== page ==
After several decades of speculation, astronomers have glimpsed the shadows of the very first atoms, cast in the light of the earliest stars. Yet as significant as this discovery is, it represents only the beginning of what some scientists call "the new astronomy."
Astronomers working in this new mode will no longer scan the skies directly. Instead, they will pursue cosmic questions by searching vast databases assembled by instruments whose only goal is to garner as much information as possible about every object they can detect.
The first such database - the Sloan Digital Sky Survey - is a collaborative effort that has developed over the past 12 years among some 100 scientists at 11 institutions in Germany, Japan, and the United States. Funds from the Sloan Foundation, several US government agencies, and the collaborating institutions support it. When the survey is completed in three to four years time, instruments at Apache Point Observatory in New Mexico should have recorded the brightness, color, and shape of 100 million objects plus the distances to a million galaxies and 100,000 quasars over one-quarter of the sky.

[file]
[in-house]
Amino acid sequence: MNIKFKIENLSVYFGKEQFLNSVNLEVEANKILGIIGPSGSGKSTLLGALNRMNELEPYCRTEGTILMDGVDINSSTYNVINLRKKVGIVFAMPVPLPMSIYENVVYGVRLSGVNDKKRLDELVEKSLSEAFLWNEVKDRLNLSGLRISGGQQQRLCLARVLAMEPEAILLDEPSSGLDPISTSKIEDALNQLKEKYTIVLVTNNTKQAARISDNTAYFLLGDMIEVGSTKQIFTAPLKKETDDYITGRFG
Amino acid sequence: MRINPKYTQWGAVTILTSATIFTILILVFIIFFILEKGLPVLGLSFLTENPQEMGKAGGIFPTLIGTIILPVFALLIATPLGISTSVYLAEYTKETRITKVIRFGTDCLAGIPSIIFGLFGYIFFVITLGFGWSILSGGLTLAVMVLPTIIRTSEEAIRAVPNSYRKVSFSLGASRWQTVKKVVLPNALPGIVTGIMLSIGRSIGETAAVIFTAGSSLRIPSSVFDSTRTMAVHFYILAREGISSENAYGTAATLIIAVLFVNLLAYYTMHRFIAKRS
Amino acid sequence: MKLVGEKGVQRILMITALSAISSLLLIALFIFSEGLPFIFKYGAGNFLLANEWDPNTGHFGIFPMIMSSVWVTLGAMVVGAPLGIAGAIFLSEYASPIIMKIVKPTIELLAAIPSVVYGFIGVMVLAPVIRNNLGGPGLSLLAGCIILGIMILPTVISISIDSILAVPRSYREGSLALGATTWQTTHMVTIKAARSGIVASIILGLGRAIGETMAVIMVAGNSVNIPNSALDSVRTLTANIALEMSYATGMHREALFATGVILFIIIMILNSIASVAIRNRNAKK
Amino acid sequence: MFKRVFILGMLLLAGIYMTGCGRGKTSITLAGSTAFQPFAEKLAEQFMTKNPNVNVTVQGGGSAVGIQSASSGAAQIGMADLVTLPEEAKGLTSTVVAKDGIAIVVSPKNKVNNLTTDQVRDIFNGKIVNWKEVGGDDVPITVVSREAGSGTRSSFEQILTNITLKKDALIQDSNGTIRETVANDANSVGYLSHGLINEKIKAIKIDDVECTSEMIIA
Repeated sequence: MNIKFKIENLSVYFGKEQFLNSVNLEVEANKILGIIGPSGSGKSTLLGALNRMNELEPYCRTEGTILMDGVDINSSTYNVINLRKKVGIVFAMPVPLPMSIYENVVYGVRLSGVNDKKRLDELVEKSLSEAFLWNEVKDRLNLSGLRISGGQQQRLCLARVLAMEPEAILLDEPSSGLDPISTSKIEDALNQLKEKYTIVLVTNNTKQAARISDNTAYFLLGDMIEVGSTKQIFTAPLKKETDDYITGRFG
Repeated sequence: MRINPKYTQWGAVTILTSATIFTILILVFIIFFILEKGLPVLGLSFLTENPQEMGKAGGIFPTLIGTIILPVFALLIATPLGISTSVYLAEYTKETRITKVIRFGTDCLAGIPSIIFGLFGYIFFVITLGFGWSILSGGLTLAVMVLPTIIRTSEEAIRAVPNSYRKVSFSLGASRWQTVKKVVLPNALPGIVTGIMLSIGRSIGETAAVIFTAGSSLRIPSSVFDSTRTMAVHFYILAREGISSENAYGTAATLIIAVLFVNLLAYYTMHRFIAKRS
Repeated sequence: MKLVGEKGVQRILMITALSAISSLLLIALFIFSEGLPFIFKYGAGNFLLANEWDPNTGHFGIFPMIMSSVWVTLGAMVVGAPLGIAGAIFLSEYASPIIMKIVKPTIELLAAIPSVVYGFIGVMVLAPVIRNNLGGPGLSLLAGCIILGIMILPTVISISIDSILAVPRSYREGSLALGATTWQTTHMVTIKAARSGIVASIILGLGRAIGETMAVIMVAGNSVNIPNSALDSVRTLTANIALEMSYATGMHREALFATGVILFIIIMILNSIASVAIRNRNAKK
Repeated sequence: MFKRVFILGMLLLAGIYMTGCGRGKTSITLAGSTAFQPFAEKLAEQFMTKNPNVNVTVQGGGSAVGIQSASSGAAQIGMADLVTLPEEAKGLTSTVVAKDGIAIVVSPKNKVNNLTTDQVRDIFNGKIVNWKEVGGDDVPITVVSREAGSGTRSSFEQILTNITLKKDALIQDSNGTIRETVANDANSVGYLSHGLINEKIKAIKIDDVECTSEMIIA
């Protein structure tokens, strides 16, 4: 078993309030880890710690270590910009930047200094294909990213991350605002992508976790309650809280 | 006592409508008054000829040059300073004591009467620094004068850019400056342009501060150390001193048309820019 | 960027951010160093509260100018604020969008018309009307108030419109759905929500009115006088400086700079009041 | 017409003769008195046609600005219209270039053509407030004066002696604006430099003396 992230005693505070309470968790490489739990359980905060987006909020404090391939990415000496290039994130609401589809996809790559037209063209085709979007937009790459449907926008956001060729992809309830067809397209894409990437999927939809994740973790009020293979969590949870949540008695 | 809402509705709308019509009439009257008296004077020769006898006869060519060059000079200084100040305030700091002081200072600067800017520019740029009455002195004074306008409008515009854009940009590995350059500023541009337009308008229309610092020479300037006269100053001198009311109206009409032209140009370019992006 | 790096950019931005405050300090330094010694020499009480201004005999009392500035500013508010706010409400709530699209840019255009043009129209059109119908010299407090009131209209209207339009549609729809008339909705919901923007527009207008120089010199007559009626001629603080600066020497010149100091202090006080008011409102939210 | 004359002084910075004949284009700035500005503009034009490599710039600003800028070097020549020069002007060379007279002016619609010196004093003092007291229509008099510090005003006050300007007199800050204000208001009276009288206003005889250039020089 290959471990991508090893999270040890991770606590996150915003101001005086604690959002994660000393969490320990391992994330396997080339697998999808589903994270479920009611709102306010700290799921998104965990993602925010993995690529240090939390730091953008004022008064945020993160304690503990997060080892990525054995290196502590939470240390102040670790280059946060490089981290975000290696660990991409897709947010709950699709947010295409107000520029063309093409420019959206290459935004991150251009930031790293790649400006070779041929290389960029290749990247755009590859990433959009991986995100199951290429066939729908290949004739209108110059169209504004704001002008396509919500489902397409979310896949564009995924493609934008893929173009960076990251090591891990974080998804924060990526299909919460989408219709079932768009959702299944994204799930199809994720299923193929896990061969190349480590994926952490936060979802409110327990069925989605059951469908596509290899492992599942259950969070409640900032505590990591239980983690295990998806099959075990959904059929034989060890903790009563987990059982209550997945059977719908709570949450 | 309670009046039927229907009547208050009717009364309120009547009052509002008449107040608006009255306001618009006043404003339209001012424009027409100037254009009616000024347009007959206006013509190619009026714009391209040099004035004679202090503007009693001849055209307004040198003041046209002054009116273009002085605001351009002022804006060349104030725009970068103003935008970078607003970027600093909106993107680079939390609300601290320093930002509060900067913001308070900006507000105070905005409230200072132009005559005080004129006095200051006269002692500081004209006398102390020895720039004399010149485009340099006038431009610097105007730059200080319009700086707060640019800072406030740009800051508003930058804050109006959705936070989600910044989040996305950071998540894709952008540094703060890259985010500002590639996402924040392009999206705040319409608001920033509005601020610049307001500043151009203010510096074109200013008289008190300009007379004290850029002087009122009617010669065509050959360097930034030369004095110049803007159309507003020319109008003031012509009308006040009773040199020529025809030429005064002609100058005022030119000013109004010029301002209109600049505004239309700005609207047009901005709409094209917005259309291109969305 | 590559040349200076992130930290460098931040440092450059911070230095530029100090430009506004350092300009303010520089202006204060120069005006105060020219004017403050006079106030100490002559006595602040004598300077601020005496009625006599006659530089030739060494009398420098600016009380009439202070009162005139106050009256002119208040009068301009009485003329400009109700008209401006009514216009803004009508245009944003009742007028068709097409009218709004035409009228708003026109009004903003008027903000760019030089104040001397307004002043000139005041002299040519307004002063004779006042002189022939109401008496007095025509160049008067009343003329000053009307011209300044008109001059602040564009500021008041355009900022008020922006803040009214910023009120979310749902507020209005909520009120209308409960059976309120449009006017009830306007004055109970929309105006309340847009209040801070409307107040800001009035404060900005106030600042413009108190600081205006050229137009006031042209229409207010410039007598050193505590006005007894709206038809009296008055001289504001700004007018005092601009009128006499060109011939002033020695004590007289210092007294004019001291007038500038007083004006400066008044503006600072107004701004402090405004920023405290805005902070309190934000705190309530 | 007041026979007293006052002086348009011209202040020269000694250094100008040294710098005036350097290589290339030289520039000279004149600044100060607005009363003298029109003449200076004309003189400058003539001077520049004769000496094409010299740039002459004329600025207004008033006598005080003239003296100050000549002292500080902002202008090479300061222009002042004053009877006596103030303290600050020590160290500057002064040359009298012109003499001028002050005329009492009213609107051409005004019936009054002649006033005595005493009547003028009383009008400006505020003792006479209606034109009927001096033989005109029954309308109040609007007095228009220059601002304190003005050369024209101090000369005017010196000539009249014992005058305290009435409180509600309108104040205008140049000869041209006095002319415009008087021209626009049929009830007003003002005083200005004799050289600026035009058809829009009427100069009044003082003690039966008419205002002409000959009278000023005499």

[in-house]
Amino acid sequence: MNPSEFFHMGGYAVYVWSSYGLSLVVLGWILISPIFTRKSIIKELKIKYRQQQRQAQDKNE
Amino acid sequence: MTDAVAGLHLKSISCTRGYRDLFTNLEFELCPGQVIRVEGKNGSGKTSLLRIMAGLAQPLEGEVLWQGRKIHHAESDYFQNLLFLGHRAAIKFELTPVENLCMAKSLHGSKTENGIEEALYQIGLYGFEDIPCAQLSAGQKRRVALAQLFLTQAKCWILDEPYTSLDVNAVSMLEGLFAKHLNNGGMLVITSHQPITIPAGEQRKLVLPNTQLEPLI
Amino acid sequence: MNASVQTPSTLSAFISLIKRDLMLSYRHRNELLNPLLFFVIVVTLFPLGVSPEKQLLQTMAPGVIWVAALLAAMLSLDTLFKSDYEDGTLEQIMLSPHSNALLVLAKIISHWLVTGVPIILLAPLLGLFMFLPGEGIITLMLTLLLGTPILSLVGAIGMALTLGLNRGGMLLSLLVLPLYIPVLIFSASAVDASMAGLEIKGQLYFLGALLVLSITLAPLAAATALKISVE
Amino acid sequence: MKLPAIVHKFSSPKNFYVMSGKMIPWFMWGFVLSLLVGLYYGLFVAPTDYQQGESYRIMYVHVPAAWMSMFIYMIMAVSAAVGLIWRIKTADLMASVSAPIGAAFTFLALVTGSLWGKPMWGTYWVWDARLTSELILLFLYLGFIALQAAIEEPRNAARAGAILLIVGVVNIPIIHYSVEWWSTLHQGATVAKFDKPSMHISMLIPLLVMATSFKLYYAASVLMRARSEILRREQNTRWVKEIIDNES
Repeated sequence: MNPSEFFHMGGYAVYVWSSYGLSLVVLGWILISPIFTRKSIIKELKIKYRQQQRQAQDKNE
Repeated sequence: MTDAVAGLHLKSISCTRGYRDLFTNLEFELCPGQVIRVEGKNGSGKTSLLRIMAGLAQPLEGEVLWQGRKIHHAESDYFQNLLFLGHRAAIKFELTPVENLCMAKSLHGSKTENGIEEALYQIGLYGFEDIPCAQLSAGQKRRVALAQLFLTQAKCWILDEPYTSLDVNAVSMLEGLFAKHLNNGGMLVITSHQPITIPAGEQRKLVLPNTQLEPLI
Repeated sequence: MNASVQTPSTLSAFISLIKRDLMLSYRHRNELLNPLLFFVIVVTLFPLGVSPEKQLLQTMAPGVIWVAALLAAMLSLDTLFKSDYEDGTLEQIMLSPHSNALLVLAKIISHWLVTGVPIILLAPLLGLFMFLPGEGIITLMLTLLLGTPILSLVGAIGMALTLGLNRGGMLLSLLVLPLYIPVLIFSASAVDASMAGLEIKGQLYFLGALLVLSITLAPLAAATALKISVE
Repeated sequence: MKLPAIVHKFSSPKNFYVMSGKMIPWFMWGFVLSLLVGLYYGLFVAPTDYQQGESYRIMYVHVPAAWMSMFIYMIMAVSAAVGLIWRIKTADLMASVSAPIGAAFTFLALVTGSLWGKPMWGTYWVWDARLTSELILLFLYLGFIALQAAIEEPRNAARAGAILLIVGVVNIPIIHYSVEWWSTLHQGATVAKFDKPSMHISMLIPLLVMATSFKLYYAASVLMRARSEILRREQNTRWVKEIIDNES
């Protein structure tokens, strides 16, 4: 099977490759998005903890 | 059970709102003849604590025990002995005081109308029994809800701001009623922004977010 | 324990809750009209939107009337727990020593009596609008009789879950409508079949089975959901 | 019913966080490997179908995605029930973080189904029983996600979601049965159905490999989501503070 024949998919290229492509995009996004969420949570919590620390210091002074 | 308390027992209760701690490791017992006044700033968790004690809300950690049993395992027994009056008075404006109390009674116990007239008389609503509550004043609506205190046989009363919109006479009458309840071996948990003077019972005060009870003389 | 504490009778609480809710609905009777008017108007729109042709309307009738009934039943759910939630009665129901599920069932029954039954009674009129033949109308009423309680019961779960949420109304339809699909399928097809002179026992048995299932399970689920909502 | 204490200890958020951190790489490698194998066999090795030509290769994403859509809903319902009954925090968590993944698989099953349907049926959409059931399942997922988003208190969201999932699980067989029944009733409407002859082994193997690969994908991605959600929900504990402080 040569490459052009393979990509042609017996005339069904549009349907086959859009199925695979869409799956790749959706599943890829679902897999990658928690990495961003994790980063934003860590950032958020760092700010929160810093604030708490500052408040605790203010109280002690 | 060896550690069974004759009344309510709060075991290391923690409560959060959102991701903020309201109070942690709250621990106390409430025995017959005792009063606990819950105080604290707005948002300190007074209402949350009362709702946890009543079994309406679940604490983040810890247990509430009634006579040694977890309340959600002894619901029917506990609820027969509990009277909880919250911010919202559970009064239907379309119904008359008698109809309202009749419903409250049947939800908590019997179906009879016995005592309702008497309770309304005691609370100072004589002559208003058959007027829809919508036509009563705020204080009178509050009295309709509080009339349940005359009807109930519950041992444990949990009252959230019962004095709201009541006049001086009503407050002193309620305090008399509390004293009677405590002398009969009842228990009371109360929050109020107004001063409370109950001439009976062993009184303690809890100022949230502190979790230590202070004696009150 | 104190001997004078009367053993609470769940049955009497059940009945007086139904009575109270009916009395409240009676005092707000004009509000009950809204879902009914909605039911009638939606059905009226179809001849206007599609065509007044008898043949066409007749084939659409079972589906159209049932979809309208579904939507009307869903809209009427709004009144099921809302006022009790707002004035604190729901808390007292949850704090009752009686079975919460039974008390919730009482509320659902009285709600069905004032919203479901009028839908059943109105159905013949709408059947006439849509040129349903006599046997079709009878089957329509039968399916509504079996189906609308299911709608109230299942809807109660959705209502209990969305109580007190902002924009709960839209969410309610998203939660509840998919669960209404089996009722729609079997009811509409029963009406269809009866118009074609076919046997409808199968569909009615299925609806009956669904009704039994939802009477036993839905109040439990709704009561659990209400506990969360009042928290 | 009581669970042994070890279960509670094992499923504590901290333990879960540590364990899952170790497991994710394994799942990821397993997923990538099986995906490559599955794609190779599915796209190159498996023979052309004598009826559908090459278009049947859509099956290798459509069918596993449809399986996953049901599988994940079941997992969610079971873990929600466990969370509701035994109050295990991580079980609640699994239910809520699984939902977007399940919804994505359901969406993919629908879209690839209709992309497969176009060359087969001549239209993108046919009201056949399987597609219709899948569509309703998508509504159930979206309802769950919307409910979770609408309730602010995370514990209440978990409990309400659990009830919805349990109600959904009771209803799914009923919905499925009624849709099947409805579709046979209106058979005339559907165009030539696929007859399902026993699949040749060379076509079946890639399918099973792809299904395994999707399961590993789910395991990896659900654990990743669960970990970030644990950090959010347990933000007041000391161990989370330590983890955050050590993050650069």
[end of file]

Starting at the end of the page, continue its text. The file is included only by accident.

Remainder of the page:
Quasars are very compact, very bright objects that can outshine a whole galaxy of ordinary stars. One of these cosmic power houses now has produced the survey's first fruits. Survey scientist Xiaochui Fan at the Institute for Advanced Study in Princeton and several colleagues have used early survey data to locate the most distant quasar yet found. The light we now see from it left its source at the end of what astronomers call the universe's Dark Ages.